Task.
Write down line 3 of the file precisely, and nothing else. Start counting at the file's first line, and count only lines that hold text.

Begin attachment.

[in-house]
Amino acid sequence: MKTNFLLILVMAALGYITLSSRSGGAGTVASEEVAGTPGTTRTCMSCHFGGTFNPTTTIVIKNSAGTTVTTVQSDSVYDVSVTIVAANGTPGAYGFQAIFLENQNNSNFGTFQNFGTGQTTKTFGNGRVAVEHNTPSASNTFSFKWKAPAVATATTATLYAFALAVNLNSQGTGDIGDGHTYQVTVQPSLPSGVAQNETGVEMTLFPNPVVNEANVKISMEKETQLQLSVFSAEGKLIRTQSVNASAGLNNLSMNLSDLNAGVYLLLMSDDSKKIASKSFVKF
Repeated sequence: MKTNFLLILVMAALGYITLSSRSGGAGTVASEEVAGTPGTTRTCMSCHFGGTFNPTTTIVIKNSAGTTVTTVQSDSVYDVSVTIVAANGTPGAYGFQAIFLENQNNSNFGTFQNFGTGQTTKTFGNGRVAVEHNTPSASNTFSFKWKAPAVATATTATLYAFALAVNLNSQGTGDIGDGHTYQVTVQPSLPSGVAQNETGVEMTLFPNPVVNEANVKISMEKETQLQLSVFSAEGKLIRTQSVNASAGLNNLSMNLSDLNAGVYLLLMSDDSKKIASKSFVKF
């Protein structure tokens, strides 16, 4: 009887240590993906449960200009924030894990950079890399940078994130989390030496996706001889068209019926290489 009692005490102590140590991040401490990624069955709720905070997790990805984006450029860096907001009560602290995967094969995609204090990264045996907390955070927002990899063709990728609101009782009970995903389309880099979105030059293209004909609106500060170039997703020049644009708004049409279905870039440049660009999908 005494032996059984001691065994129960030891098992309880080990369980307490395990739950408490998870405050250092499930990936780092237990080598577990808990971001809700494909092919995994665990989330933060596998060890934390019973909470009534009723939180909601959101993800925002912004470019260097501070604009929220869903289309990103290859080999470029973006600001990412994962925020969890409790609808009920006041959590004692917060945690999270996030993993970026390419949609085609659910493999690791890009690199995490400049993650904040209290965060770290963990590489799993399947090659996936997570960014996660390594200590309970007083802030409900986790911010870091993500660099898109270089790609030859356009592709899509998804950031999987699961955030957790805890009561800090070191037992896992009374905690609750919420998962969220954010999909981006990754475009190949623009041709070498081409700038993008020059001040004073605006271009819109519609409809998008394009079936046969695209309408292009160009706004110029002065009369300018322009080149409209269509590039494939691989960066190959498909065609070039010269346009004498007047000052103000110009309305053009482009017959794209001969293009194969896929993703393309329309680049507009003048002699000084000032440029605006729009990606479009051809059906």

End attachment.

Repeated sequence: MKTNFLLILVMAALGYITLSSRSGGAGTVASEEVAGTPGTTRTCMSCHFGGTFNPTTTIVIKNSAGTTVTTVQSDSVYDVSVTIVAANGTPGAYGFQAIFLENQNNSNFGTFQNFGTGQTTKTFGNGRVAVEHNTPSASNTFSFKWKAPAVATATTATLYAFALAVNLNSQGTGDIGDGHTYQVTVQPSLPSGVAQNETGVEMTLFPNPVVNEANVKISMEKETQLQLSVFSAEGKLIRTQSVNASAGLNNLSMNLSDLNAGVYLLLMSDDSKKIASKSFVKF